Jason Moser: I had the great fortune of attending the Berkshire meeting last year, and while I’ve followed Buffett for a while now, something he said during the Q&A session last year resonated with me. Someone asked him his opinion on gold, to which he replied (and I’m paraphrasing): Let’s say you own an ounce of gold today. You hold it, love it and caress it. In 50 years you’ll still own an ounce of gold. Now say you own 100 acres of farmland today. In 50 years you’ll still own that same 100 acres of farmland. The difference is you’ll also have had the time to produce crops to grow more stuff to buy more farmland and whatever else you want. In other words, there’s a tremendous cycle of production there. Gold on the other hand is more or less an unproductive asset. This, to me, is key to why Buffett has been such a successful investor all these years. Not only is he able to focus on longer periods of time, but also the ever-so-valuable cycles of production that can occur during that time. It should therefore come as no surprise that if you gave me a bar of gold today, I would sell it and go buy stocks.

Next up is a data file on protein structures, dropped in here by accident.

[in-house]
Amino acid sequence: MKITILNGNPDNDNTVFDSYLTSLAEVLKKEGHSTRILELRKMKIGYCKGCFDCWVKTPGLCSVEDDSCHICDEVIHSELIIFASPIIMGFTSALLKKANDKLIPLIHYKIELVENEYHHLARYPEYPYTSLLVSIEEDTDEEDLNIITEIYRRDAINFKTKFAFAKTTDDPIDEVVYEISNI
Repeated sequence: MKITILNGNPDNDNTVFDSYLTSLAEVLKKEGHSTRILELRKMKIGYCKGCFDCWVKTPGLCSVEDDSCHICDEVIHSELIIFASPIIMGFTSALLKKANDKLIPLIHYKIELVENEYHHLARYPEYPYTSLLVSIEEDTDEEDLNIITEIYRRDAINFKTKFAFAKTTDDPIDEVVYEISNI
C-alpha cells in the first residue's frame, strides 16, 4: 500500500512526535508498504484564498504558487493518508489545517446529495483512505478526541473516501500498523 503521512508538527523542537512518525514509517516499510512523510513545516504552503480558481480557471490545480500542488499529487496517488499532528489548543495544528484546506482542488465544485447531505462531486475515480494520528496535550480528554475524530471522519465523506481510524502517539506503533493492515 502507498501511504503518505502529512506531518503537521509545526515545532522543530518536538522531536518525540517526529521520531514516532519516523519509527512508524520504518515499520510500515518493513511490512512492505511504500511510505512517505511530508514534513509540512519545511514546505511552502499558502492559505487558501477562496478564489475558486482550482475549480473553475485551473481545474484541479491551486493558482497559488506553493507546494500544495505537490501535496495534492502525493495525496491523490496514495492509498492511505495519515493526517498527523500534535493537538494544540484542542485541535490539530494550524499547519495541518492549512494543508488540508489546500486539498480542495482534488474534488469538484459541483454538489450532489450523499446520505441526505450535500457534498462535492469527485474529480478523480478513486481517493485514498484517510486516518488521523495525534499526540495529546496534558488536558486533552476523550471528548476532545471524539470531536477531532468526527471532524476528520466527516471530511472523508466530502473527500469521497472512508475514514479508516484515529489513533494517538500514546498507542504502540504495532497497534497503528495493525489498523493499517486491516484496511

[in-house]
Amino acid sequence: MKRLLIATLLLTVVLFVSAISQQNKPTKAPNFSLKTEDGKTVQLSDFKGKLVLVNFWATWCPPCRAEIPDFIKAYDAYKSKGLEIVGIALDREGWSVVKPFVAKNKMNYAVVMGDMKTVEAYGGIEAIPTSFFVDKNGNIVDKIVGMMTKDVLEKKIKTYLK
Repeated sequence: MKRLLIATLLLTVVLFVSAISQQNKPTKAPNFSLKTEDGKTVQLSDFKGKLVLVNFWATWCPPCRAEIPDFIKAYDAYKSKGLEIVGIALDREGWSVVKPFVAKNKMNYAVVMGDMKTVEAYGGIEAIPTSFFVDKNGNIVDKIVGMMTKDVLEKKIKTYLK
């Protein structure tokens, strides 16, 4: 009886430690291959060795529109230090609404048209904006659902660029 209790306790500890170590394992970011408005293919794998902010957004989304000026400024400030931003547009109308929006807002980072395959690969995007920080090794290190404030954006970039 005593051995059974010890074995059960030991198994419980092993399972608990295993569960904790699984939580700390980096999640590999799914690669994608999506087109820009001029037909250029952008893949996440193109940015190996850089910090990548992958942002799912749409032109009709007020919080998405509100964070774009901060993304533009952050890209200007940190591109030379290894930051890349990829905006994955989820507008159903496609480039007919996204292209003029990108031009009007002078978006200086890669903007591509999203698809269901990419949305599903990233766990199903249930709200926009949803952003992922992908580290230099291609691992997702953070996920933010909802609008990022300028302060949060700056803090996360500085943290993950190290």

Tim Beyers: While Buffett is often thought of as the patron saint of value investing, I find him in many ways to be the quintessential Rule Breaker. Just listen to what he said at last year’s confab: I would never spend a lot of time valuing declining businesses. The same amount of energy and intelligence brought to other businesses is just going to work out better. I’d never have believed it had I not heard it myself. After all, what is value investing if not for figuring the worth of an oversold business that may, in fact, be in decline? Buffett’s lesson here, I think, is to be open to a broad range of stock ideas. Don’t merely look for a low price-to-earnings ratio. Look instead for businesses that are surprisingly strong defenders of the majority share of a profitable niche, such as Walt Disney  (NYSE: DIS  ) . The House of Mouse isn’t cheap at 20 times earnings, but can you name an enterprise with more big-name brands under its belt? Marvel, Star Wars, Pixar, and all those princesses that seven-year-old girls worship? Don’t be surprised if Berkshire takes a close-up tour of the Magic Kingdom.